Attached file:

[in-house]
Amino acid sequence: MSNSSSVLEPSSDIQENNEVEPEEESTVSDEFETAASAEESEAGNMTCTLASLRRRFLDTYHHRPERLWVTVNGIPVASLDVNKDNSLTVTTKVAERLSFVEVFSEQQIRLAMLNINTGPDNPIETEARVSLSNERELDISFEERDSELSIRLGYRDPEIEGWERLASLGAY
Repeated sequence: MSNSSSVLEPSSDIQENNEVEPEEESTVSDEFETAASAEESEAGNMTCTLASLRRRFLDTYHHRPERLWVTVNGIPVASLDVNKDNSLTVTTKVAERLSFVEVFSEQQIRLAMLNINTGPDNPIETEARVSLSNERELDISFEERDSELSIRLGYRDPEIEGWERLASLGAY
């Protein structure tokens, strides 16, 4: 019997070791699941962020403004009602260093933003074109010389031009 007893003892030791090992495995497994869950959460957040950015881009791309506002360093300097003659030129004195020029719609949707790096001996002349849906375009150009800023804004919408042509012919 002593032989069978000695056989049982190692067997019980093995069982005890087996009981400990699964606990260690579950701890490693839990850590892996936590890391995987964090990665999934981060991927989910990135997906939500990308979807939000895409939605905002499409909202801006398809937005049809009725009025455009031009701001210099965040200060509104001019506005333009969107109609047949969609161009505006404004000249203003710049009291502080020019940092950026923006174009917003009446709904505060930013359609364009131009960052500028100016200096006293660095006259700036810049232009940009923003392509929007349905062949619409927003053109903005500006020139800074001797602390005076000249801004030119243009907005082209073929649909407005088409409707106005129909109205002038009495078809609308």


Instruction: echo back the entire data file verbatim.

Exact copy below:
[in-house]
Amino acid sequence: MSNSSSVLEPSSDIQENNEVEPEEESTVSDEFETAASAEESEAGNMTCTLASLRRRFLDTYHHRPERLWVTVNGIPVASLDVNKDNSLTVTTKVAERLSFVEVFSEQQIRLAMLNINTGPDNPIETEARVSLSNERELDISFEERDSELSIRLGYRDPEIEGWERLASLGAY
Repeated sequence: MSNSSSVLEPSSDIQENNEVEPEEESTVSDEFETAASAEESEAGNMTCTLASLRRRFLDTYHHRPERLWVTVNGIPVASLDVNKDNSLTVTTKVAERLSFVEVFSEQQIRLAMLNINTGPDNPIETEARVSLSNERELDISFEERDSELSIRLGYRDPEIEGWERLASLGAY
């Protein structure tokens, strides 16, 4: 019997070791699941962020403004009602260093933003074109010389031009 007893003892030791090992495995497994869950959460957040950015881009791309506002360093300097003659030129004195020029719609949707790096001996002349849906375009150009800023804004919408042509012919 002593032989069978000695056989049982190692067997019980093995069982005890087996009981400990699964606990260690579950701890490693839990850590892996936590890391995987964090990665999934981060991927989910990135997906939500990308979807939000895409939605905002499409909202801006398809937005049809009725009025455009031009701001210099965040200060509104001019506005333009969107109609047949969609161009505006404004000249203003710049009291502080020019940092950026923006174009917003009446709904505060930013359609364009131009960052500028100016200096006293660095006259700036810049232009940009923003392509929007349905062949619409927003053109903005500006020139800074001797602390005076000249801004030119243009907005082209073929649909407005088409409707106005129909109205002038009495078809609308």